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Occupational exposures to antineoplastic drugs and ionizing radiation in Canadian veterinary settings: findings from a national surveillance project.

Canadian veterinary work occurs in a variety of environments with diverse animal patient populations. Occupational hazards encountered in veterinary settings include acute injury, zoonoses, ionizing radiation, pharmaceuticals, pesticides, anesthetic gases, and disinfectants. (1,2) To date, much information about hazardous exposures has been obtained from regional self-report surveys. (1-3) While this has provided useful information on the nature of hazards and regional prevalence, we lack an understanding of where, and to what extent, exposures are occurring nationally.

CAREX Canada is a national surveillance project that uses secondary data sources to estimate exposure prevalence to known and suspected carcinogens in Canadian workplaces, identify how and where people are exposed, and when possible, determine levels of exposure. It has developed estimates of exposure for ionizing radiation and antineoplastic agents, both of which are encountered in veterinary settings.

The use of ionizing radiation (a known human carcinogen) in radiographic procedures is common in veterinary practice. (1,2) While average annual doses in these settings are low relative to other exposed occupations, (4) accumulation of low levels of ionizing radiation might represent a health hazard. (5) Doses can be affected by veterinary-specific workplace determinants, including the common practice of manually restraining animals during radiography. (1,2) An Australian veterinarian study noted "radiographs are taken sometimes showing fingers ... the entire hand and ... other portions of the person restraining an animal ...". (6) Furthermore, because most veterinarians are generalists, radiographic equipment may be older and lack exposure-reducing features found in more specialized human medical settings. (6)

Antineoplastic agents are used primarily in companion animal practice to treat cancers in dogs and cats. (3,7) They have been recognized as an occupational hazard since the late 1970s, (8) with possible mutagenic, teratogenic, and carcinogenic health effects.

Veterinary oncology practice is expanding, due partly to improved comparative cancer research capabilities following the canine genome sequence's release in 2005.9 Increases in use of antineoplastic agents and potential for exposure in veterinary practice will likely continue, since cancer is one of the leading causes of pet death and over half of Canadian households have at least one dog or cat. (10)

While the potential for exposure to antineoplastic agents and ionizing radiation may be greater in veterinary versus human settings, (6,11) we lack information on how many Canadian workers may encounter them. Such information could help identify individuals at risk for exposure and disease, direct prevention efforts, and inform future research. Here we present a first step to characterizing veterinary exposures to these substances on a national level.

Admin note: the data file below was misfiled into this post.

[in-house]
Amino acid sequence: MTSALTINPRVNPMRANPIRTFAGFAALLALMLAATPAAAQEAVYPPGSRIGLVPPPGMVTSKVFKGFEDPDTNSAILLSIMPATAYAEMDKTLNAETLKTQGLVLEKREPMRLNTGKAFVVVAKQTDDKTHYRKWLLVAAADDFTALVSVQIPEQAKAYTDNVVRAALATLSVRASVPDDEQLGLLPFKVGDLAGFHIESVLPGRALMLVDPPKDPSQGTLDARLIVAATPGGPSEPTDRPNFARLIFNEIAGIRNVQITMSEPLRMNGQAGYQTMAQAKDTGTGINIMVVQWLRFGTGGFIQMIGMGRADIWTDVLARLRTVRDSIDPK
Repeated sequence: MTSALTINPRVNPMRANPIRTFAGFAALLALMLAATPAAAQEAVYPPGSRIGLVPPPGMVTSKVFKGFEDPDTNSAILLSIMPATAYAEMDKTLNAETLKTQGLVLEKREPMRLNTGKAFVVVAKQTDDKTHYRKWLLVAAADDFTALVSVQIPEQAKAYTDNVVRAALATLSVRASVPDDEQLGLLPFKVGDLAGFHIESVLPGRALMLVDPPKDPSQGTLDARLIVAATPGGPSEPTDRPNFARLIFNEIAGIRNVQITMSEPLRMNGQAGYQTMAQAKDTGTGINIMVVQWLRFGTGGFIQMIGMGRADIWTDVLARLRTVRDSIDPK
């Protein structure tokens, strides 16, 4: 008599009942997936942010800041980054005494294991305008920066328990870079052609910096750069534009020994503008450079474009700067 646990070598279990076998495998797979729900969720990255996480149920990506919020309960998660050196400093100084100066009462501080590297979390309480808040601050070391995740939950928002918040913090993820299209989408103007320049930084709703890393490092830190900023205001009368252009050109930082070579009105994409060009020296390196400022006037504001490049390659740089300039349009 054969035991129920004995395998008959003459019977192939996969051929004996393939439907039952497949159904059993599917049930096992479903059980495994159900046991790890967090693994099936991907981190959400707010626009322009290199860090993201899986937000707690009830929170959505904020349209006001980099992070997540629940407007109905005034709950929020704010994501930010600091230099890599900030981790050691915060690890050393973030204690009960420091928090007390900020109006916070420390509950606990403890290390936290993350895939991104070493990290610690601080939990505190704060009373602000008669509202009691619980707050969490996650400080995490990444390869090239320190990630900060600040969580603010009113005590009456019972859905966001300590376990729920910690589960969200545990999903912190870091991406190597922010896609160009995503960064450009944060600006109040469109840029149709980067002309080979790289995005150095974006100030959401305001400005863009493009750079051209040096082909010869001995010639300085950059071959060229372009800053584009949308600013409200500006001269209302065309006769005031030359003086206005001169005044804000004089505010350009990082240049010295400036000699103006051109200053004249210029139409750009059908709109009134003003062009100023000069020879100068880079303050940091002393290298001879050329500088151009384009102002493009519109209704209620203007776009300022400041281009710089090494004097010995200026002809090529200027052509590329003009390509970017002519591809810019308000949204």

METHODS

There are approximately 12,600 registered veterinarians in Canada, employed primarily in private practice, government, education, research, and industry. (12) An additional 11,100 Canadians are trained as "veterinary technicians", to assist veterinarians. (13)

In Canada, 75% of veterinarians work in private practice, generally divided into the categories of "companion", "mixed", and "large" animal practice (Table 1). Practice type can be predictive of occupational exposures, since treatment options vary by the species of animal being treated. (14) Regional variations in the proportions and numbers of practice types are also expected, due to the effects of population size (on companion animal practices) and agriculture (on large animal practices).

Due to variations in the availability and quality of secondary data, each substance was assessed independently. For antineoplastic agents, we assessed the numbers of veterinarians and veterinary technicians exposed in private practice only. For ionizing radiation, we assessed those exposed in all industry sectors (including government, education, research, and industry).

All study procedures were approved by the Institutional Review Board of the University of British Columbia. Written informed consent by participants was unnecessary, due to the secondary and anonymous nature of the data used.

Ionizing radiation

Numbers of workers exposed to ionizing radiation were estimated from data in the Radiation Protection Bureau of Health Canada's National Dose Registry (NDR), which contains radiation dose information for over 100,000 currently monitored workers. We extracted data for the years 2005, 2006 and 2007. (4,15) Estimates were based on 2006 data (chosen for comparability with the 2006 Census of Population), (13) while 2005 and 2007 were used to examine consistency across years.

Data for whole-body doses of ionizing radiation for the occupational codes "veterinarians" and "veterinary technicians" were extracted, including number of workers monitored, job title, industry sector, sex, average radiation dose, and the average dose of individuals with positive measurements (>0.1 mSv, the NDR's reported limit of detection). Due to variations in regulatory limits across agencies and worker type, dose categories were created based on definitions provided by the NDR: low (>0.1 to 1 mSv), moderate (>1 to 20 mSv), and high (>20 mSv). (15)

Because regulation of radiation exposure monitoring among veterinary workers is conducted on a provincial basis, the degree to which the NDR captures radiation-exposed workers is unknown. To account for this uncertainty, we calculated a range of potentially exposed workers. The low end was represented by the number of individuals with measured radiation doses in the NDR. To extrapolate an upper estimate of exposure prevalence, we applied the proportion of NDR-monitored workers in each dose level group to the total number of veterinarians and veterinary technicians tabulated in the 2006 Census.